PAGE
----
There are just wars fought to liberate mankind, and other wars waged to perpetuate human bondage. Other wars were prosecuted to fulfill political aims that were deceitfully manufactured before and after the fact. Both of the latter two classes of war are wrong, therefore by definition, unjust.

And indeed, both the Civil War and the Viet Nam War were terribly wrong, and for the South, an unjust calling. We live today with the divisive consequences of both national tragedies.

As to the Civil War, I have studied, written, and lectured about the topic for more than twenty-five years. It has been my pleasure to have co-founded three battlefield preservation groups, and presently I am honored to be the president of one such non-profit group.

And here are the “stern facts,” as the taciturn Winslow Homer would offer:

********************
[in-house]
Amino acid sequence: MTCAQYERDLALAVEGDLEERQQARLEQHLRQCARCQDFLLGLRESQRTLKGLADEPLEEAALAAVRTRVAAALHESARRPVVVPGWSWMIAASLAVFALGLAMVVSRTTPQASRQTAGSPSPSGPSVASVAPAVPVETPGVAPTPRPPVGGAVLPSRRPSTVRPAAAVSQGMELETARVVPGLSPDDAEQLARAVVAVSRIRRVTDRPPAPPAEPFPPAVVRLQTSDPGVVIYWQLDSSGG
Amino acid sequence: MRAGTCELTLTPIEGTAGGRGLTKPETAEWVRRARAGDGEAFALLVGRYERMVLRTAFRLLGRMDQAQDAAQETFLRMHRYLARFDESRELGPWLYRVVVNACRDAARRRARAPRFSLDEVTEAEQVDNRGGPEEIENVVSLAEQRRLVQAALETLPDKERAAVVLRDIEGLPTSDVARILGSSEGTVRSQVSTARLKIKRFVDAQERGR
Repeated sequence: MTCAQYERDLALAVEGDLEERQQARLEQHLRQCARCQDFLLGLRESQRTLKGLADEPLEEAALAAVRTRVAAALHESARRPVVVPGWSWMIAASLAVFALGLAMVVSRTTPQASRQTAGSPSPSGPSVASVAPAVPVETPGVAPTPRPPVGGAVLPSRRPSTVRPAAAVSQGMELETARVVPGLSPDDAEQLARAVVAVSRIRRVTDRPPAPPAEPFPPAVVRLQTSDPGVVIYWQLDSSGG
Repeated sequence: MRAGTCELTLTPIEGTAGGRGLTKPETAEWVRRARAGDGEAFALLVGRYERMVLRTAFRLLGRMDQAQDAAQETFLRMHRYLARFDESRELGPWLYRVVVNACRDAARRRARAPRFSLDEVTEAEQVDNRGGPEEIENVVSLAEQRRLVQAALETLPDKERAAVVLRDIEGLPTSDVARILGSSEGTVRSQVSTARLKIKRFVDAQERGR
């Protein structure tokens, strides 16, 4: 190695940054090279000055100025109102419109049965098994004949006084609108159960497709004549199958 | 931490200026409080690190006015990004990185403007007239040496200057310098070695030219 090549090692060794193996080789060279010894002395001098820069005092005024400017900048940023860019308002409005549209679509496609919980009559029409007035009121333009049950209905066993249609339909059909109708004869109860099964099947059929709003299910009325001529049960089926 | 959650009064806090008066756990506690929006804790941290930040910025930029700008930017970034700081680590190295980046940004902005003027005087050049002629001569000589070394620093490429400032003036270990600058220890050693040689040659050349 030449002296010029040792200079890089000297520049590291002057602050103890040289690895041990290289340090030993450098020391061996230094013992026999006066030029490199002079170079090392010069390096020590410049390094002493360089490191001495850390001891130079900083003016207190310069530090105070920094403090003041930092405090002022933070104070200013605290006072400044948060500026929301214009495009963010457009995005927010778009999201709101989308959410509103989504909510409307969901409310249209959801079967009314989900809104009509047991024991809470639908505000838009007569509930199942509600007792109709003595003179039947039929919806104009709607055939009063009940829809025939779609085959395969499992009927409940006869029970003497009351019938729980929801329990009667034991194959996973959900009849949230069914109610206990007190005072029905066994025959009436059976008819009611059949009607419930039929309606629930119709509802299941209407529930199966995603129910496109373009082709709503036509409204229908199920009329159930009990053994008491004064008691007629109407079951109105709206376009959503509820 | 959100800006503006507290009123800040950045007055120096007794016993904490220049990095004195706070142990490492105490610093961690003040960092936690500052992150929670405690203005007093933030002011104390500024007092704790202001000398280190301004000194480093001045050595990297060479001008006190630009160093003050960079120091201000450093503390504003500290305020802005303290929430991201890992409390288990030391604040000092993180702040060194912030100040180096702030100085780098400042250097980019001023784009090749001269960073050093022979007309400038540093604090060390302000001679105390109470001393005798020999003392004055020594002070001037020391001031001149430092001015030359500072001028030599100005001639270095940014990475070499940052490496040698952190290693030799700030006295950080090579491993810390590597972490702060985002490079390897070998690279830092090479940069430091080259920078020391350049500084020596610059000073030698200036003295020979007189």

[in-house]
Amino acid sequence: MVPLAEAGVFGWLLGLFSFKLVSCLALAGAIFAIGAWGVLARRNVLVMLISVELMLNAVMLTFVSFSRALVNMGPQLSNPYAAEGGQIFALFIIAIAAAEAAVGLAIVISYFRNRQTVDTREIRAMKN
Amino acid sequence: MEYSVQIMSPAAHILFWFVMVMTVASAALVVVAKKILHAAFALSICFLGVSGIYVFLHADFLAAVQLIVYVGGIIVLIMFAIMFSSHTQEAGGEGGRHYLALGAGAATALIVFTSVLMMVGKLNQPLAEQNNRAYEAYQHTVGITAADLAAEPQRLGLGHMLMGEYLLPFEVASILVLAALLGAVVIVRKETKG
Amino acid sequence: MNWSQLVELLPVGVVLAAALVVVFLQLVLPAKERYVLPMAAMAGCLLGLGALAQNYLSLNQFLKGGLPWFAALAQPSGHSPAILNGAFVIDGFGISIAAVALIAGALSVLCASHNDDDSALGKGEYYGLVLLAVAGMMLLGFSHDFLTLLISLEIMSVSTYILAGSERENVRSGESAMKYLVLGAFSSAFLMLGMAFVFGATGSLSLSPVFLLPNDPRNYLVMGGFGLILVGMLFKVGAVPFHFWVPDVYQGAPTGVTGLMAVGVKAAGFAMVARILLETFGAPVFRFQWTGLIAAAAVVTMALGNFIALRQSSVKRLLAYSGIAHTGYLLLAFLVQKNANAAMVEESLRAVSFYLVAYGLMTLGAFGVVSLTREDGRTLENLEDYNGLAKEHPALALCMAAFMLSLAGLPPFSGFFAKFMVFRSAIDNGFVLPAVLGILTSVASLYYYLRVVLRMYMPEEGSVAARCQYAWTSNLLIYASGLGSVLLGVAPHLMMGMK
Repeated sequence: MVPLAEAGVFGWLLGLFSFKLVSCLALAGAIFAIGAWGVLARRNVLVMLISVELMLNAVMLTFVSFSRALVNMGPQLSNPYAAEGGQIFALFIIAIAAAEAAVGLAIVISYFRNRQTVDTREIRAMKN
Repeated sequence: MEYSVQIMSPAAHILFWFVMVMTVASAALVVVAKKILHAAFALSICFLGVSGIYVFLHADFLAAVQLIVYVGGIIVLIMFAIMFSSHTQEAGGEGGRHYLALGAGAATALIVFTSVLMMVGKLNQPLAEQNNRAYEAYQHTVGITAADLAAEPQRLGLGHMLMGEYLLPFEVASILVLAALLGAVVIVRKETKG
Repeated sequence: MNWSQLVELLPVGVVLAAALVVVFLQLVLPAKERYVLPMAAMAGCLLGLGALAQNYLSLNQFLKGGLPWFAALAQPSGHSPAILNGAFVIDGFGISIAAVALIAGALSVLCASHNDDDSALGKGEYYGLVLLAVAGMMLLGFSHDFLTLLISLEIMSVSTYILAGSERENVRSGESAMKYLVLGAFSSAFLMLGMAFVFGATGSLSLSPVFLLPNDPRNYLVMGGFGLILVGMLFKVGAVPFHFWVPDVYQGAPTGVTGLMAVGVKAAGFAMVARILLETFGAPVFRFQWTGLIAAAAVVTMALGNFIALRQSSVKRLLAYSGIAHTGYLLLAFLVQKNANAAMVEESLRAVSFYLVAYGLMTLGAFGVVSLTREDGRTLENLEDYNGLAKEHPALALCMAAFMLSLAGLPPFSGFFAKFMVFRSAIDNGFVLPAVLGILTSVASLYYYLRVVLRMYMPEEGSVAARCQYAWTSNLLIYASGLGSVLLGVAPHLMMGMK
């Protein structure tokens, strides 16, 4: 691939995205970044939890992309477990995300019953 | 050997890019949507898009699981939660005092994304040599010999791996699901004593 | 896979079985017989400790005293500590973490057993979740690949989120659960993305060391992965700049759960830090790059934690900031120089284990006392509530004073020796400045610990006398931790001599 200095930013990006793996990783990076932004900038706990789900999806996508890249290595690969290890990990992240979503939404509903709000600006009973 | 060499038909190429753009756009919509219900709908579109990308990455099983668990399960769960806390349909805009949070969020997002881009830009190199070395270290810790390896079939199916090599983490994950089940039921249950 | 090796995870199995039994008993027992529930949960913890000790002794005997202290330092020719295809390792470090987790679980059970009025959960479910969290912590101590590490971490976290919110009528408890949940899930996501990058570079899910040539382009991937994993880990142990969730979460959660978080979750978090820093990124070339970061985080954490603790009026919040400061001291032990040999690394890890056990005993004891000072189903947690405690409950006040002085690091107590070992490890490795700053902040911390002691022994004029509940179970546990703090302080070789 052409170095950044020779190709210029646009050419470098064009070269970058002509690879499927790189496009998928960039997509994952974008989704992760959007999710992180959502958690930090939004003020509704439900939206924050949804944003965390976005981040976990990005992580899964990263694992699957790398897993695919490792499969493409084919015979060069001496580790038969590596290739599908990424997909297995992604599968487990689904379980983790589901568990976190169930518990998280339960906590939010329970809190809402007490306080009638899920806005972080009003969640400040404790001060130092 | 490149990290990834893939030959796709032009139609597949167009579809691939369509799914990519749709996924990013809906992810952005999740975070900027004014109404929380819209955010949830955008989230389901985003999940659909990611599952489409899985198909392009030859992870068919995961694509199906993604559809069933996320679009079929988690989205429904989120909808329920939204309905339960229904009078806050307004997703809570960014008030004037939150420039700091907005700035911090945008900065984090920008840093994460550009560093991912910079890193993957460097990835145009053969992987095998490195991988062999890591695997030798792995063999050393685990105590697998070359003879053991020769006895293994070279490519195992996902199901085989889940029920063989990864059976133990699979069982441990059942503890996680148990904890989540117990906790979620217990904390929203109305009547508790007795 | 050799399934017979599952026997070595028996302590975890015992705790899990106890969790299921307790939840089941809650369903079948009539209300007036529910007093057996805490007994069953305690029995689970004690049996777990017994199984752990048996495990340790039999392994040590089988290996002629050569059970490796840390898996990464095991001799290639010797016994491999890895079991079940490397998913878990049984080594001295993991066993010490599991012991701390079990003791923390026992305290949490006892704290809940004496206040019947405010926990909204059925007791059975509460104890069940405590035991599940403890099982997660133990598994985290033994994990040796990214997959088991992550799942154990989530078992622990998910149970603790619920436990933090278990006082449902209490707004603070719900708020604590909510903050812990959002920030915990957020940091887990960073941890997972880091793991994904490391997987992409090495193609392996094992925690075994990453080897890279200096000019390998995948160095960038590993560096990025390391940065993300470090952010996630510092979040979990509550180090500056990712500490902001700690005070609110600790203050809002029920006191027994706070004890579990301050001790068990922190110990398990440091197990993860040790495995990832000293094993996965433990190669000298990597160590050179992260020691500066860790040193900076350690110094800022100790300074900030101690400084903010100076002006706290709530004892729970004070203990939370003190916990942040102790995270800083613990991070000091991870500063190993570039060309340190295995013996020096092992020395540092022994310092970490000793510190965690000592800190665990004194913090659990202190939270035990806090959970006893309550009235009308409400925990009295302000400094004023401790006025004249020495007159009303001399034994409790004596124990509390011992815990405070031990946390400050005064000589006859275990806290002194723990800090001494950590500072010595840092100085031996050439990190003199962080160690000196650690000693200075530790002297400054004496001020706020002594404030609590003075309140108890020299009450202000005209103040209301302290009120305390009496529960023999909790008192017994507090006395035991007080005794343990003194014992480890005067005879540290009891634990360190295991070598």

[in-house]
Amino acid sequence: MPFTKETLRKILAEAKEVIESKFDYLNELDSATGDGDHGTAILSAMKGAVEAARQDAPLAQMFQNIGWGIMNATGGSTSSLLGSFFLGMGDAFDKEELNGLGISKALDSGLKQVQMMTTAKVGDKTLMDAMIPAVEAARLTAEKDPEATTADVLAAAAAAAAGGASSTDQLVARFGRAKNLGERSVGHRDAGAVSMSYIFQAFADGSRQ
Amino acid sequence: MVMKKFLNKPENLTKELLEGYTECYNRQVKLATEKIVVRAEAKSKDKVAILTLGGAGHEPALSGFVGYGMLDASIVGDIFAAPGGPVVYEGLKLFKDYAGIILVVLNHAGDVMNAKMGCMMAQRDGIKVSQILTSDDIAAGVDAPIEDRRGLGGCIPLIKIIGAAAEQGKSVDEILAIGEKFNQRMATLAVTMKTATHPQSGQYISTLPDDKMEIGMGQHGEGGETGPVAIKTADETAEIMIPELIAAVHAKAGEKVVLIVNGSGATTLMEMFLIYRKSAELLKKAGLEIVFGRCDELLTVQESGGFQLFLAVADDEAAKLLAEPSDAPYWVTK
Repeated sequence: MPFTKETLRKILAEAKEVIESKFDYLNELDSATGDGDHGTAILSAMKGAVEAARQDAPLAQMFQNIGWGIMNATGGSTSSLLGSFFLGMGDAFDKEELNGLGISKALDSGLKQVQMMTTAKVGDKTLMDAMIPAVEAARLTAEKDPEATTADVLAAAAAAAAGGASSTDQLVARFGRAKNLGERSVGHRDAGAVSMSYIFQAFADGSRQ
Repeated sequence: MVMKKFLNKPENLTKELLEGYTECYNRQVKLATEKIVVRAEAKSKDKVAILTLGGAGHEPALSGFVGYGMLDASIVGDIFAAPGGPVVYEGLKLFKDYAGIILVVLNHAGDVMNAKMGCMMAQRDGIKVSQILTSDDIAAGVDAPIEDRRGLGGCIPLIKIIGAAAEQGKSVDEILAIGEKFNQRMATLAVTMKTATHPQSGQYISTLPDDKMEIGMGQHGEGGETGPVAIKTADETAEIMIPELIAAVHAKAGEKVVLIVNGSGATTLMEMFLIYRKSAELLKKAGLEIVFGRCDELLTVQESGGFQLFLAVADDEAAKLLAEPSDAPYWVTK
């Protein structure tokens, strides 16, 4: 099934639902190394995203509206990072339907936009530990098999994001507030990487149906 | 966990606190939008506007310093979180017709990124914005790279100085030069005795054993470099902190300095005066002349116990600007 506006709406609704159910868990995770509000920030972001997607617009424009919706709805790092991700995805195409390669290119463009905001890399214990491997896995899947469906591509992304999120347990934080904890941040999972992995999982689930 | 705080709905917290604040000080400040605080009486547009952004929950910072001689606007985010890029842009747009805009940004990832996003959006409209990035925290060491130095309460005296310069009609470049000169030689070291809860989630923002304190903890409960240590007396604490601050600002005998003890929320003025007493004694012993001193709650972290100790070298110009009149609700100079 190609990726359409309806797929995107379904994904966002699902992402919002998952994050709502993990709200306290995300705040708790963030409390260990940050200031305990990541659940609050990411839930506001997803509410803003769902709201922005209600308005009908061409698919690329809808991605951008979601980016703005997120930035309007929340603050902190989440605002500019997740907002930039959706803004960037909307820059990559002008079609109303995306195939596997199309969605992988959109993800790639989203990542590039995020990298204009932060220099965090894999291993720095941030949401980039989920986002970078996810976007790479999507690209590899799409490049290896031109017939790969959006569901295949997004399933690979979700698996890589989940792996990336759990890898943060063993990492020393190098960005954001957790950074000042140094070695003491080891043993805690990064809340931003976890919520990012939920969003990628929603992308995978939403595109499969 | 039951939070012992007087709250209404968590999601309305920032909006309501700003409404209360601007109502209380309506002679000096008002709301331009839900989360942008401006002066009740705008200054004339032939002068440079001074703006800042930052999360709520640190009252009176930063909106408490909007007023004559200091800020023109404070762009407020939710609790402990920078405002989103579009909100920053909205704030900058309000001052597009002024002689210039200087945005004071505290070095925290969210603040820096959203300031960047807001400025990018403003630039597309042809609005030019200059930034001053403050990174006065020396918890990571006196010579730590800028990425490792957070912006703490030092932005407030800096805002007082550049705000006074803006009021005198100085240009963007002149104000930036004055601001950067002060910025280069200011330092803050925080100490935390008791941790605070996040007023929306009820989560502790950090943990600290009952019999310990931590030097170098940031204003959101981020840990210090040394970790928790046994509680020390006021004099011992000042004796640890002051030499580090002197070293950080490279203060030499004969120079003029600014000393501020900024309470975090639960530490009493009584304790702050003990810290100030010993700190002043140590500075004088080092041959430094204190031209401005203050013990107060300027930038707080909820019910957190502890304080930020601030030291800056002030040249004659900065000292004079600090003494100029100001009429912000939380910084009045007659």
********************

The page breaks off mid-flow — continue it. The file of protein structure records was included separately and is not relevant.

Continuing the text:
The central, motivating, pivotal purpose driving the South to secede was slavery. As Confederate General James Longstreet stoutly asserted after the war, “If it (the war) wasn’t about slavery, then I don’t know what else it was about.”

Let’s also hear from someone we know locally—and I am in the first rank of John Mosby’s admirers: “The South was my country, but the South went to war on account of slavery.”

Declining invitations to memorial ceremonies wherein wrong-headed speakers claimed slavery had nothing to do with the conflict, Mosby offered in response he was not ashamed to say he fought for the Confederacy— and did he ever! —but that the South must come to grips with the “true facts of history.”

So, here we are at the end of the story:

If Sgt. Charles H. Hall did not own any slaves, how could he have fought to perpetuate slavery? Simple. His country asked him to, and he served proudly and honorably, for his country.